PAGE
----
Current Affairs Analysis

24th March 2018 Current Affairs Analysis -IASToppers

Office of profit; Election Commission; President to disqualify the legislators; Ministry of External Affairs (MEA); ‘Videsh Aaya Pradesh ke Dwaar’; World TB Day; Tuberculosis (TB); Earth Hour 2018; “Give Up to Give Back” initiative; Earth Day; World Wide Fund for Nature (WWF); world’s biological diversity; ‘Commonwealth Big Lunch’; Kalinga Institute of Social Sciences (KISS); The Brazzaville declaration; largest tropical peatlands-Cuvette Centrale region in Congo Basin; Peatlands; Global Peatlands Initiative; Chandrayaan-2; The Indian Space and Research Organisation (ISRO); Space Grade Lithium-Ion Cells; Lithium-Ion (Li-Ion) battery; World’s longest sandstone cave; Krem Puri; Naipunya Rathaams; The Goa Shipyard Ltd (GSL); Advanced Offshore Patrol Vessel (AOPV); painting of Tilottama, etc.
By IT's Current Affairs Analysis Team
March 24, 2018


Polity & Governance

  • Office of profit: Delhi HC quashes notification disqualifying 20 AAP MLAs

Government Schemes & Policies

  • Videsh Aaya Pradesh ke Dwaar

Issues related to Health & Education

  • World TB Day 2018

Environment, Ecology & Disaster Management

  • Earth Hour 2018

Bilateral & International Relations

  • KISS to host ‘Commonwealth Big Lunch’
  • Brazzaville declaration signed to protect world’s largest tropical peatland

Science & Technology

  • ISRO’s Chandrayaan-2 launch postponed to October
  • ISRO–BHEL tie up for Production of Space Grade Lithium-Ion Cells

Key Facts for Prelims

  • World’s longest sandstone cave discovered in Meghalaya
  • SLOPV Project
  • Tilottama

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Polity & Governance

Office of profit: Delhi HC quashes notification disqualifying 20 AAP MLAs

The Delhi High Court has quashed a notification issued by President Ram Nath Kovind disqualifying 20 AAP MLAs for holding offices of profit as Parliamentary Secretaries.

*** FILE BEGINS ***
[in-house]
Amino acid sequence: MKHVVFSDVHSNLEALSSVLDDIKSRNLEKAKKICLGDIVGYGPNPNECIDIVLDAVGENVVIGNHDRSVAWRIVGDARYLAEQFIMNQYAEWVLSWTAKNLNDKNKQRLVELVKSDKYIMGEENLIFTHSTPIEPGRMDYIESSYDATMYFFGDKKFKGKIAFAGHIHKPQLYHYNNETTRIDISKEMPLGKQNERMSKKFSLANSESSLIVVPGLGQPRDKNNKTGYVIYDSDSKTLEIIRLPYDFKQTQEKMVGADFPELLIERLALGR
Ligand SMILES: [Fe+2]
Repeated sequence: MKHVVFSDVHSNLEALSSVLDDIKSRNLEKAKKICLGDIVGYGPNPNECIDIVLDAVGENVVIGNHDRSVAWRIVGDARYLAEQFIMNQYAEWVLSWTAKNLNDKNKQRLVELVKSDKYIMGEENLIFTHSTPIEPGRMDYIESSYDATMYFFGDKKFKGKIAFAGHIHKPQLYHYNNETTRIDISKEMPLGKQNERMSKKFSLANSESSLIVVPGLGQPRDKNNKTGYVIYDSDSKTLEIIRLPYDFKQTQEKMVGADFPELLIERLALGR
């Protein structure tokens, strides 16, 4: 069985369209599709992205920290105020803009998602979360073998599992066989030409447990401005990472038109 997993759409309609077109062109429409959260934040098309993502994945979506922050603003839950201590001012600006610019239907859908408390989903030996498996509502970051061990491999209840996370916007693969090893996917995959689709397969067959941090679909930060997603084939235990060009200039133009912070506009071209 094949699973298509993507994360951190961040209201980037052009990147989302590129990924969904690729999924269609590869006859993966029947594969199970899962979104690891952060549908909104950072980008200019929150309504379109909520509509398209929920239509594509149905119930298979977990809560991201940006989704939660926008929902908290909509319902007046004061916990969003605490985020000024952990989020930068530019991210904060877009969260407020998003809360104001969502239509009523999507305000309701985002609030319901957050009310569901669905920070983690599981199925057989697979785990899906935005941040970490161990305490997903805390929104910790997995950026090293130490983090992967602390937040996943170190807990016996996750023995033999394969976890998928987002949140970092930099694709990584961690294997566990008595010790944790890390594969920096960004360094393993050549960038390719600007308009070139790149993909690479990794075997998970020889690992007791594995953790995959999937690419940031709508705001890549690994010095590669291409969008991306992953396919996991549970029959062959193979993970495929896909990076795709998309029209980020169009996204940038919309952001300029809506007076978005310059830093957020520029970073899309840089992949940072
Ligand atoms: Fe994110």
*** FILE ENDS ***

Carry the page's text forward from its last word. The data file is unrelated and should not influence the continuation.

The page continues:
• The court has reinstated all 20 MLAs, holding that the opinion of the Election Commission of India to the President to disqualify the legislators was “vitiated and bad in law for failure to comply with the principles of natural justice”.

What’s the issue?

  • The Delhi government, led by Chief Minister Arvind Kejriwal, appointed the parliamentary secretaries attached to government ministries after coming to power in March 2015.
  • The Election Commission had recommended that 20 MLAs of the Aam Aadmi Party in Delhi be disqualified as they held offices of profit while being legislators.

Why was the notification quashed by the court?

  • The High Court noted that the Election Commission failed to give oral hearing and opportunity to address arguments on merits to the AAP MLAs before arriving at its opinion that they held ‘office of profit’.

What next?

  • The court has asked the Election Commission to first decide the “all important and seminal issue; what is meant by the expression ‘office of profit held under the government’.”
  • Then, “re-examine the factual matrix to decide whether the petitioners (MLAs) had incurred disqualification on appointment as Parliamentary Secretaries, without being influenced by the earlier order or observations on the said aspect in this order”.

What is an ‘office of profit’?

  • If an MLA or an MP holds a government office and receives benefits from it, then that office is termed as an “office of profit”.
  • A person will be disqualified if he holds an office of profit under the central or state government, other than an office declared not to disqualify its holder by a law passed by Parliament or state legislature.

What are the basic criteria to disqualify an MP or MLA?